Roupen, however, who had married Isabelle, daughter of Humphrey III, seigneur of Karak and Thoron, remained always friendly to the Crusaders in spirit. He was a just and good prince, and created many pious foundations within his domains. Shortly before his death, he abdicated in favor of his brother Leon, and retired to the monastery of Drazark.

Third Crusade moves to East

Events of the gravest import were taking place in the East at this time. Saladin captured Jerusalem on October 2nd, 1187. Edessa and Acre had already fallen to the Moslems; Tripoli and Antioch soon followed. Unless the Western powers could come to their aid, the Crusaders and Cilician Armenia were doomed to early disappearance. The Pope exerted all his energy to bring about a new expedition. Accordingly, Frederick I, "Barbarossa," the German monarch — known as head of the "Holy Roman Empire," — and the Kings of France and England were moved to action. Frederick was given the leader­ship of the Third Crusade in 1189. Reaching Asia by way of Macedonia, the great army made a halt in Cilician Armenia, with Antioch and Jerusalem as its next objectives.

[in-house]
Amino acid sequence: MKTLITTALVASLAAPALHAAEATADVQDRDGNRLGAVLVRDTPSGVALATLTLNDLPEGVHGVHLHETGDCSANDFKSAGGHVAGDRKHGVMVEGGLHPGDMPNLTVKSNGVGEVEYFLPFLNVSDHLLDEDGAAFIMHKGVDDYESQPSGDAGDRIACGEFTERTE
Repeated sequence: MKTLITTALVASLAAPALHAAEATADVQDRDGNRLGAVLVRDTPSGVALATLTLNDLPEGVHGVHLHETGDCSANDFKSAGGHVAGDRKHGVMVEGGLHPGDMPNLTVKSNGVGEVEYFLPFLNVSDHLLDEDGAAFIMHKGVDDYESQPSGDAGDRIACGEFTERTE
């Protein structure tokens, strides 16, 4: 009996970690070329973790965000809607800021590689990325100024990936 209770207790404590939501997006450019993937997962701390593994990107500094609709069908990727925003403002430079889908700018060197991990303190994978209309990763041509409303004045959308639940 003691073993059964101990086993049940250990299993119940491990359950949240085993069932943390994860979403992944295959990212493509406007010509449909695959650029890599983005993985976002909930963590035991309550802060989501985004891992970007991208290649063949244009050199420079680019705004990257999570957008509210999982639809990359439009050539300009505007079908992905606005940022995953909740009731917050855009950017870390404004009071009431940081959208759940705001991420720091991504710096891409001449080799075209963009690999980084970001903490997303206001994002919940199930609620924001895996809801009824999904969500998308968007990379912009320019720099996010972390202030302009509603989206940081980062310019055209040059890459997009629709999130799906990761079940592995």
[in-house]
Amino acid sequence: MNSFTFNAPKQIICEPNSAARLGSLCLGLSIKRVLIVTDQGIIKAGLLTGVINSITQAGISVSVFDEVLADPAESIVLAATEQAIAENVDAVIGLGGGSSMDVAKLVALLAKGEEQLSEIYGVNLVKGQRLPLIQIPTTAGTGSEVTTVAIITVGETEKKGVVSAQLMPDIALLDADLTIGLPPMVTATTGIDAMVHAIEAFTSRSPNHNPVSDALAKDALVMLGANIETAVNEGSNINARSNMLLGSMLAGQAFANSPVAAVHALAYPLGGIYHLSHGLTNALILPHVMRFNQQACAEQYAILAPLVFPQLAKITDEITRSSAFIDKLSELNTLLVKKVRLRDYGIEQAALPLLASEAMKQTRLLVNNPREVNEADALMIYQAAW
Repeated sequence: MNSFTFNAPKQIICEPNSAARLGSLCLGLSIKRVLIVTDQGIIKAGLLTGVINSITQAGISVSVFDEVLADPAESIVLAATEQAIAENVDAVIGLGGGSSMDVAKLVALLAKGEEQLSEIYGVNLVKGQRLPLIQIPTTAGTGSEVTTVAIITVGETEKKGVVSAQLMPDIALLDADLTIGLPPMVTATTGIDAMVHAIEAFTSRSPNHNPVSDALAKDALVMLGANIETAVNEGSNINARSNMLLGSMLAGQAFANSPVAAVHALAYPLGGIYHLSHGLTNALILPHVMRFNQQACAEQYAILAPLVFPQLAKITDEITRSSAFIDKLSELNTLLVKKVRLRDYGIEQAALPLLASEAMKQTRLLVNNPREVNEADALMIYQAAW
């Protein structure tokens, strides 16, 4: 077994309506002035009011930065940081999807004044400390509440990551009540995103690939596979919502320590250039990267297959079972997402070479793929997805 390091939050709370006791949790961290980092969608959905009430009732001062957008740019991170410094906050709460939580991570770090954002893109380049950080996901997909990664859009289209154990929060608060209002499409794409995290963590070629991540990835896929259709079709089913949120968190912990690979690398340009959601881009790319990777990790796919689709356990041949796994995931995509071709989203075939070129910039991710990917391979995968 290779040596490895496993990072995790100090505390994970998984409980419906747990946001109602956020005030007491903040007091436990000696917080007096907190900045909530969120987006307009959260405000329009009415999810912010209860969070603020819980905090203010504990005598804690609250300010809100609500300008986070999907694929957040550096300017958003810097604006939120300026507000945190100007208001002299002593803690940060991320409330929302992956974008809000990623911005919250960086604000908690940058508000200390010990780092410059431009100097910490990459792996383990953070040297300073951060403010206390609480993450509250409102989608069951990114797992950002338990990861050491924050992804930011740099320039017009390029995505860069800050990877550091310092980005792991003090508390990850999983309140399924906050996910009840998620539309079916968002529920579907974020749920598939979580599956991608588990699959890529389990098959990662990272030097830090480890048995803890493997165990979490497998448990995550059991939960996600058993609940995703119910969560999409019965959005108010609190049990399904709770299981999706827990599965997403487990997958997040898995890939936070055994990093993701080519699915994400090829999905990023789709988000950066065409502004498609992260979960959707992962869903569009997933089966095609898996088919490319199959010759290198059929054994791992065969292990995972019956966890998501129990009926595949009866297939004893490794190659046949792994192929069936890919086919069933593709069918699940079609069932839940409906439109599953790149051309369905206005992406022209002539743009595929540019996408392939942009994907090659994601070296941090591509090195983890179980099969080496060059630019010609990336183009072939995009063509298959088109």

Leon saw in these formidable operations a unique opportunity to extend his authority and to obtain for himself a royal crown. He dreamed of playing the part of territorial and political intermediary between the Byzantine Empire and the Latin principalities of the East. He, therefore, eagerly supplied the Third Crusaders with provisions, guides, pack animals and all manner of aid, besides pledging the cooperation of his army.

The Emperor Frederick was thus won over to Leon's cause, and promised him a crown, but a fatal accident delayed the consummation of this act. Barbarossa met his death in the icy waters of the Galycadnus River (Gheuk-sou), either in crossing it or while bathing. Leon then turned his eyes towards Frederick's successor, Henry VI, the new head of the Crusade. He also made an appeal in 1195 on the same subject, to Pope Celestine III who, as a spiritual sovereign, wielded more extensive and permanent authority.

 p230  Crusade saves Armenia from incursions